- Elgar original reference
Edited by Amelie F. Constant and Klaus F. Zimmermann
Chapter 28: The evaluation of immigration policies
The persistent gaps in the economic performance between immigrants and natives provide the basis for policy interventions of various kinds. Improving the immigrants’ economic and social performance is a policy challenge of growing importance as many countries will receive – and will need – an increasing number of immigrants in the future. There are various public policies available that include strategies to select immigrants, settlement policies for immigrants upon their arrival in the host country and interventions that aim at improving the outcomes of immigrants after their arrival.1 Economic research, by the means of program evaluation, may help to determine which programs are effective in reaching their goals. This chapter reviews the existing policies, discusses problems associated with the evaluation of these interventions and surveys selected empirical evaluation studies. Although there has been considerable progress in this area, especially in recent years, it appears rather difficult to draw general conclusions from the existing literature. This chapter highlights the few findings that are consistently reported and provides explanations for the scarce evidence so far.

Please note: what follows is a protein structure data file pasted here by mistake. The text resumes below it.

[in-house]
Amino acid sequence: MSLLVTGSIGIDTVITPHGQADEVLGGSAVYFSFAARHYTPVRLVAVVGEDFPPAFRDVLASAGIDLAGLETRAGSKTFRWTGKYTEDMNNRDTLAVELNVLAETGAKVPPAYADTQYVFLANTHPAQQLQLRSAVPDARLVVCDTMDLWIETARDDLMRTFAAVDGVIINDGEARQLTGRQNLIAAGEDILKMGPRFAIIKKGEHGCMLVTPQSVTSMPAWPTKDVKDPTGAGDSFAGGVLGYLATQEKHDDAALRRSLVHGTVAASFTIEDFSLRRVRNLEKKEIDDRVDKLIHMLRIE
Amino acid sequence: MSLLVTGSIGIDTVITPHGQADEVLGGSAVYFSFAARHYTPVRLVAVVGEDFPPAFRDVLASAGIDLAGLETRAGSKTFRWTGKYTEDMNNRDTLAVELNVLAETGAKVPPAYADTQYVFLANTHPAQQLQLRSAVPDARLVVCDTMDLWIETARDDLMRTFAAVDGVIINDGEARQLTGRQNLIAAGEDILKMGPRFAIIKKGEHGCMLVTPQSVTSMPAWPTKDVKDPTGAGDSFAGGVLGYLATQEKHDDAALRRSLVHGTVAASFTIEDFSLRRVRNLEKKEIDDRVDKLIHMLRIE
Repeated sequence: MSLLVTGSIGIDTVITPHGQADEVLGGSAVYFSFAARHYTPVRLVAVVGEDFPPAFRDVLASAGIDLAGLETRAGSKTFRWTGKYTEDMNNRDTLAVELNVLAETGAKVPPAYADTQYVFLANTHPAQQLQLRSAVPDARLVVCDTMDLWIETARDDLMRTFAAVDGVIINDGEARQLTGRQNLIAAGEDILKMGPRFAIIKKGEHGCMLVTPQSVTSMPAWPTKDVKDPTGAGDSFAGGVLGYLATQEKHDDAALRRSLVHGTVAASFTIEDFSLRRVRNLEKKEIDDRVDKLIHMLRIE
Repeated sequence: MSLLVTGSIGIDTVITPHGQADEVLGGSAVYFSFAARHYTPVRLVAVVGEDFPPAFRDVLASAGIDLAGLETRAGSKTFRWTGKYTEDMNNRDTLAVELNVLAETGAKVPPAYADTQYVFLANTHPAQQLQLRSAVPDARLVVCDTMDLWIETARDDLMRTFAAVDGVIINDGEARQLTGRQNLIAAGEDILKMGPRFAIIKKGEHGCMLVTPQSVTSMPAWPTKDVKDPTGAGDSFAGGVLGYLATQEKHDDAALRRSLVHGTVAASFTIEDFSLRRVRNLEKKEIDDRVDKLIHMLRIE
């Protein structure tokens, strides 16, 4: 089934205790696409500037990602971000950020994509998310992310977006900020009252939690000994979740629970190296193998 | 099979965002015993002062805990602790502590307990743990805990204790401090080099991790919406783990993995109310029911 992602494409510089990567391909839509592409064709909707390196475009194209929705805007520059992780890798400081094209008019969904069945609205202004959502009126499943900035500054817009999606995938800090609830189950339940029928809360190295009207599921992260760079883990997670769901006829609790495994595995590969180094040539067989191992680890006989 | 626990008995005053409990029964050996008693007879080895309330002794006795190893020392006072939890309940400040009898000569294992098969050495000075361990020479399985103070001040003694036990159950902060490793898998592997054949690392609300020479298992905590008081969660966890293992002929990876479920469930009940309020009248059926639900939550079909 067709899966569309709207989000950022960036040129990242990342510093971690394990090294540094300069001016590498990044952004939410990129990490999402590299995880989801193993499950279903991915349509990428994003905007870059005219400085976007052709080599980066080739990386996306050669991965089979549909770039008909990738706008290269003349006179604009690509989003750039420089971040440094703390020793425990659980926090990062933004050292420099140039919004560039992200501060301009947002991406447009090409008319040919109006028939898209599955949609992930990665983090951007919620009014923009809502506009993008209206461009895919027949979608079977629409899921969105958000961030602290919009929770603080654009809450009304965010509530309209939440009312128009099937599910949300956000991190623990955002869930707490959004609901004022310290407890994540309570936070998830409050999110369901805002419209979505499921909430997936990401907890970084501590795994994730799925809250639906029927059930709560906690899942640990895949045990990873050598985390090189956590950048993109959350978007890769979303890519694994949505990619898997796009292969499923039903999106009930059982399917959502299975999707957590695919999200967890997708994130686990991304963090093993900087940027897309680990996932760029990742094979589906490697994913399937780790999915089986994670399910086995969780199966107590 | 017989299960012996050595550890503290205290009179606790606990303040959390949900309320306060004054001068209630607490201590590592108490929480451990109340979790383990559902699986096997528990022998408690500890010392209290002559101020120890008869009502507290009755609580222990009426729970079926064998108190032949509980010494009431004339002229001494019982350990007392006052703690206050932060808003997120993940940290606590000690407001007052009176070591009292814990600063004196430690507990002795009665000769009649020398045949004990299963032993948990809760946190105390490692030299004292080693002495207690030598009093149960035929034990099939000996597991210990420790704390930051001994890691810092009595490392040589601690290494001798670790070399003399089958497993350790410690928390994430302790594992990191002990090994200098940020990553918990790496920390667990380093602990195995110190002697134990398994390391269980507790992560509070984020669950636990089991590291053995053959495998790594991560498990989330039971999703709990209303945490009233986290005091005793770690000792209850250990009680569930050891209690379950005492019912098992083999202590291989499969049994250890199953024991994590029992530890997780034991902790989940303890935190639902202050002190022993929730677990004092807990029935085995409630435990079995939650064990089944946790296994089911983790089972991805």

You are not authenticated to view the full text of this chapter or article.
Elgaronline requires a subscription or purchase to access the full text of books or journals. Please login through your library system or with your personal username and password on the homepage.
Non-subscribers can freely search the site, view abstracts/ extracts and download selected front matter and introductory chapters for personal use.
Your library may not have purchased all subject areas. If you are authenticated and think you should have access to this title, please contact your librarian.